The Boys & Girls Club of Santa Cruz at 12:15am

Shortly after 3am, SCPD Lieutenant Bill Azua and officer David Gunter arrived at Santa Cruz City Hall after they were called by a First Alarm security guard to eject a single woman who was sleeping under the building's eaves on the brick walkway that leads up to the city's main offices. The security guard had begun to clear the walkway of three other sleepers seeking shelter from the rain, but was unsuccessful in his attempts to get the woman to leave. She did leave, however, after Azua spoke with her.

At no time did the Lieutenant ever offer any of the people he moved along at City Hall information on how to receive social services or any shelter services. The woman had been asleep using a single blanket.

A Freedom Sleeper creates a lean-to next to a van in front of City Hall at 1am

SCPD Lt. Bill Azua moves-along a woman sleeping under a blanket at City Hall at 3am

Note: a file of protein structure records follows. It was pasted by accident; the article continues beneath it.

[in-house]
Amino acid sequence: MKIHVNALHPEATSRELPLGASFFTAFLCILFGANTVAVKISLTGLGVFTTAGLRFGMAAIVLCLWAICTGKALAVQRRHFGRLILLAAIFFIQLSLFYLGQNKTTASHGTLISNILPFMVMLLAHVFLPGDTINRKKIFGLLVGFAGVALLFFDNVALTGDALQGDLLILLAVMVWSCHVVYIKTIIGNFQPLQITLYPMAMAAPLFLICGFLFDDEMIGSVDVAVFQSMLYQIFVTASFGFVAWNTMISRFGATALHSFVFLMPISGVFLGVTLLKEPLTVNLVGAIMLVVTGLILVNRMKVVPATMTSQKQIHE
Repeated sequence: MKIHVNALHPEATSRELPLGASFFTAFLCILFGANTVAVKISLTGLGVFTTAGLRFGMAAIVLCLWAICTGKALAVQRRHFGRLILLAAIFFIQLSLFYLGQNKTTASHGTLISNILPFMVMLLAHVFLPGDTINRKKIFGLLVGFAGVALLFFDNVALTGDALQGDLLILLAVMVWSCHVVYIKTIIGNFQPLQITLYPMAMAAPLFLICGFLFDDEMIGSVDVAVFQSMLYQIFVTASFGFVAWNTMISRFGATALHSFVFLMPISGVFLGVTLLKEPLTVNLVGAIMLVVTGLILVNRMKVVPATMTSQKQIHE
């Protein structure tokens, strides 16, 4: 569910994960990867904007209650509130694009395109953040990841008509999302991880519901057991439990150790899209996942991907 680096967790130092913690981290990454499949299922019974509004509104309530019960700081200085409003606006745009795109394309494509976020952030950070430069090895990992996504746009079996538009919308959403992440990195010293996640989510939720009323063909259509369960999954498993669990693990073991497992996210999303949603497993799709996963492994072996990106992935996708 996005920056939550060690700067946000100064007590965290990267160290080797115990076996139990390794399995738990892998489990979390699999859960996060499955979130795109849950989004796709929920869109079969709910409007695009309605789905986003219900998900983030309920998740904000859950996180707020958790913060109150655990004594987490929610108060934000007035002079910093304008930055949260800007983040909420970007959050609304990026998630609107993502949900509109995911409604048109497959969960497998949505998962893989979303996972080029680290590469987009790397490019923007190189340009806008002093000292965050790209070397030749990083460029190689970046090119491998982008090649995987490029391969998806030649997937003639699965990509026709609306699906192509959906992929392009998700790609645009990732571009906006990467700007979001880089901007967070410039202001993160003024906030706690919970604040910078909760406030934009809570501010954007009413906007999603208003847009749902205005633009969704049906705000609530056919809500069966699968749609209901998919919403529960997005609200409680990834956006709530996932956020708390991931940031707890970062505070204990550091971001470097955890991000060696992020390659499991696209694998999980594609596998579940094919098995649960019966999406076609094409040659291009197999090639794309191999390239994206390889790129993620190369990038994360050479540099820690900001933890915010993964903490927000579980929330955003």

A person displaced from the 3am City Hall move-along sleeps at Prophet Elias Church


A Freedom Sleeper's tent is illuminated by a car's brake lights at 5am

At 6:45 am, SCPD officer Nicholas Kramer cited multiple homeless people who were sleeping along the edge of the Cedar parking garage.

One man sleeping next to the sidewalk on the Walnut Avenue side of the garage was issued a camping citation. He was asleep when officer Kramer approached him. The space he occupied was small, and the only equipment the man was using was a thin sleeping pad and a sleeping bag.

At no time did officer Kramer offer the man cited near Walnut Avenue any information on how to receive shelter services or any other social services.

Sleeping in the Cedar garage at 4:30am

SCPD arrives at 6:40am


SCPD officer Nicholas Kramer issues a camping citation at 6:45am